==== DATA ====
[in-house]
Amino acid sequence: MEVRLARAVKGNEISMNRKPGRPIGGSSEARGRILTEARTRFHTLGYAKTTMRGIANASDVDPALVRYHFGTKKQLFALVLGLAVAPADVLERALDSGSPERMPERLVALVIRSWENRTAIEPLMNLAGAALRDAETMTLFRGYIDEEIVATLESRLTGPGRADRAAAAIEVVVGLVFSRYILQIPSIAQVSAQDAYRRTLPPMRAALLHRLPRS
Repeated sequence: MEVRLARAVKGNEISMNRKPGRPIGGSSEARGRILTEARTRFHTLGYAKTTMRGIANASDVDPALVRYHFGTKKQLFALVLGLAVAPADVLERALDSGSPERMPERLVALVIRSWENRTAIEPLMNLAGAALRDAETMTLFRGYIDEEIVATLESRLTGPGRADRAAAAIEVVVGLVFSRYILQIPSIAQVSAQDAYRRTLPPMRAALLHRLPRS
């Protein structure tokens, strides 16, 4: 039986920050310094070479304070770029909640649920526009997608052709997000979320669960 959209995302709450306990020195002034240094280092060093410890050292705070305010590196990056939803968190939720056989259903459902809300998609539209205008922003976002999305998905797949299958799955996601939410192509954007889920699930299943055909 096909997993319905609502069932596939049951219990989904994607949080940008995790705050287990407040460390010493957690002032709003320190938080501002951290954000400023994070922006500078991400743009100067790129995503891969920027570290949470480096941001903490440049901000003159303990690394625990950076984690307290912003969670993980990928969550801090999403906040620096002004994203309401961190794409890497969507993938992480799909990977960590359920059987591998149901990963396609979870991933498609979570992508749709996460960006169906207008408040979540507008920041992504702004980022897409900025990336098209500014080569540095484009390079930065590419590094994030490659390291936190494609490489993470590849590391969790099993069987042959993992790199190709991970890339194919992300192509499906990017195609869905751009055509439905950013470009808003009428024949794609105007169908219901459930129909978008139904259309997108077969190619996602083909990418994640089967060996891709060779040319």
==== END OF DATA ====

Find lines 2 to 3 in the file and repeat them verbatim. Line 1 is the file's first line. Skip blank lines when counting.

Amino acid sequence: MEVRLARAVKGNEISMNRKPGRPIGGSSEARGRILTEARTRFHTLGYAKTTMRGIANASDVDPALVRYHFGTKKQLFALVLGLAVAPADVLERALDSGSPERMPERLVALVIRSWENRTAIEPLMNLAGAALRDAETMTLFRGYIDEEIVATLESRLTGPGRADRAAAAIEVVVGLVFSRYILQIPSIAQVSAQDAYRRTLPPMRAALLHRLPRS
Repeated sequence: MEVRLARAVKGNEISMNRKPGRPIGGSSEARGRILTEARTRFHTLGYAKTTMRGIANASDVDPALVRYHFGTKKQLFALVLGLAVAPADVLERALDSGSPERMPERLVALVIRSWENRTAIEPLMNLAGAALRDAETMTLFRGYIDEEIVATLESRLTGPGRADRAAAAIEVVVGLVFSRYILQIPSIAQVSAQDAYRRTLPPMRAALLHRLPRS